Children are "not substantially contributing to the spread of COVID-19", the Health Information and Quality Authority (HIQA) has said.
It has just published four summaries of research and evidence to support the National Public Health Emergency Team's (NPHET) response to the virus. These summaries investigate the international evidence on immunity and the spread of the virus by children.
"While the evidence is limited, it appears that children are not substantially contributing to the spread of COVID-19 in their household or in schools. One study suggests that while there is high transmission of COVID-19 among adults aged 25 years or older, transmission is lower in younger people particularly in those under 14 years of age," explained HIQA's Deputy CEO, Dr Máirín Ryan.
She pointed to an Australian study that examined the potential spread from 18 confirmed cases - nine students and nine staff - to 863 close contacts in 15 different schools. All of those with COVID-19 had the opportunity to transmit it to others in their schools, however the study found that "no teacher or staff member contracted COVID-19 from any of the initial school cases".
"One child from a primary school and one child from a high school may have contracted COVID-19 from the initial cases at their schools," Dr Ryan noted.
Altogether, HIQA identified seven studies for this summary - five looked at intra-familial and close contact transmission, one looked at transmission in schools and one was a mathematical modeling study, which looked at the age-specific transmissibility of the virus.
"From the small number of published studies identified, it appears that children are not, to date, substantially contributing to the household transmission of SARS-CoV-2 (the virus that causes COVID-19). From one study, SARS-CoV-2 transmission in children in schools is also very low," the summary concluded.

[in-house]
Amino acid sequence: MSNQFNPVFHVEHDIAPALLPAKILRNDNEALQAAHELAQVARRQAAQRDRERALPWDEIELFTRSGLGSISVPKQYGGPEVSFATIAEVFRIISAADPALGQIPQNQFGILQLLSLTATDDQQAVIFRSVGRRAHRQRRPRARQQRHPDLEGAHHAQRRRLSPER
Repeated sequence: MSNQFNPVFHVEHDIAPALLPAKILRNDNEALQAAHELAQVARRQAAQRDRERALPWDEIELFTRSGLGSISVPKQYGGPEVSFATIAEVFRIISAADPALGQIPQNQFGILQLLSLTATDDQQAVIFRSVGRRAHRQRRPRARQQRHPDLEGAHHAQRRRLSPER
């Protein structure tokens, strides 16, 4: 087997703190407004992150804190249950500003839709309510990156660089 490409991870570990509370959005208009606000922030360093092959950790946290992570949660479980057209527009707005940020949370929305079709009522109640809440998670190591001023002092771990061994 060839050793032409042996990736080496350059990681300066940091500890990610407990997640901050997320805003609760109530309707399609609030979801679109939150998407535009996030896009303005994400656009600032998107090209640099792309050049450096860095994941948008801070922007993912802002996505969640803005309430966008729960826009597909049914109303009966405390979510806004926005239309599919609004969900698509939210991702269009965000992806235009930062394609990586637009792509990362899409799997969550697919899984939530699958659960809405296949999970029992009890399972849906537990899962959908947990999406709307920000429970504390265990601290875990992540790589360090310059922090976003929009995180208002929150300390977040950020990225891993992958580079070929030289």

This would appear to be reflected in Ireland's COVID-19 figures. According to the latest figures available from the Health Protection Surveillance Centre, of the 23,089 confirmed cases of the virus reported to it as of midnight on May 10, just 381, or 1.6%, were among children under the age of 14.
Meanwhile, HIQA also found that it is still unclear whether long-term immunity is possible form SARS-CoV-2.
"Studies have shown that antibodies against SARS-CoV-2 develop soon after infection. Immunoglobulin G antibodies (that contribute to long-term immunity) have been detected for at least two months after infection.
"However, as SARS-CoV-2 is a new virus, there is no long-term evidence of immunity. Continued monitoring is needed to assess the adequacy and duration of the immune response for COVID-19," Dr Ryan said.
She noted that the evidence for other types of serious coronavirus infections, such as SARS-CoV-1, shows that the antibody response "is maintained for one-to-two years after initial infection and decreases thereafter".
And as yet, it is unclear whether antibodies are transferred from a mother to her child in the womb via the placenta.
"It is not yet possible to determine if reinfection is possible following recovery from COVID-19. While some individuals have tested positive after recovery, this is likely due to virus re-detection where there is intermittent shedding of the virus rather than reinfection with a second virus. To date, there is no evidence that these individuals are infectious to others," Dr Ryan said.
The evidence summaries were developed by HIQA following requests from the NPHET's Clinical Expert Advisory Group and they are informing the national response to the pandemic.
"HIQA develops evidence summaries following a thorough search of bibliographic databases, screening of identified studies to match relevant clinical questions, data extraction and quality appraisal of included studies. This robust process ensures that public health decisions are informed by the best available evidence and information from across the world," Dr Ryan added.
The HIQA summaries can be viewed here.
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